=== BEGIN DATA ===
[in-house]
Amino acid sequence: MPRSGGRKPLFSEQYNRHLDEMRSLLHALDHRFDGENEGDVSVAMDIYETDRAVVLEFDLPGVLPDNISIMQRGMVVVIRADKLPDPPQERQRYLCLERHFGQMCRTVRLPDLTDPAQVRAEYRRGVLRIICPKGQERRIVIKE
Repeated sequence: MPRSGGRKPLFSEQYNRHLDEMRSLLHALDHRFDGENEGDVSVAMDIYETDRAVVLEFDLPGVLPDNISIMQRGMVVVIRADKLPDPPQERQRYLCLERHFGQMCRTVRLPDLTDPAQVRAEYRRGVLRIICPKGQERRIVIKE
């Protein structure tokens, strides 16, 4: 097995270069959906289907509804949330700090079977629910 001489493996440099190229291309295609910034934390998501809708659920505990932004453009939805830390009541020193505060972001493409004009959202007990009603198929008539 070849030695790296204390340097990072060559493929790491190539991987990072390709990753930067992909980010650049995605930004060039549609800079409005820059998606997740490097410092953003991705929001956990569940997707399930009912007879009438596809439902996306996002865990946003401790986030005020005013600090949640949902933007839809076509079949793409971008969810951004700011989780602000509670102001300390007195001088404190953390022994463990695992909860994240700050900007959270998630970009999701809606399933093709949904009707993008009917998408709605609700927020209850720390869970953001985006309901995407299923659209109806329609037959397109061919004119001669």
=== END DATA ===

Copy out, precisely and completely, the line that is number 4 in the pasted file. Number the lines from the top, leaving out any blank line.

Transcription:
């Protein structure tokens, strides 16, 4: 097995270069959906289907509804949330700090079977629910 001489493996440099190229291309295609910034934390998501809708659920505990932004453009939805830390009541020193505060972001493409004009959202007990009603198929008539 070849030695790296204390340097990072060559493929790491190539991987990072390709990753930067992909980010650049995605930004060039549609800079409005820059998606997740490097410092953003991705929001956990569940997707399930009912007879009438596809439902996306996002865990946003401790986030005020005013600090949640949902933007839809076509079949793409971008969810951004700011989780602000509670102001300390007195001088404190953390022994463990695992909860994240700050900007959270998630970009999701809606399933093709949904009707993008009917998408709605609700927020209850720390869970953001985006309901995407299923659209109806329609037959397109061919004119001669």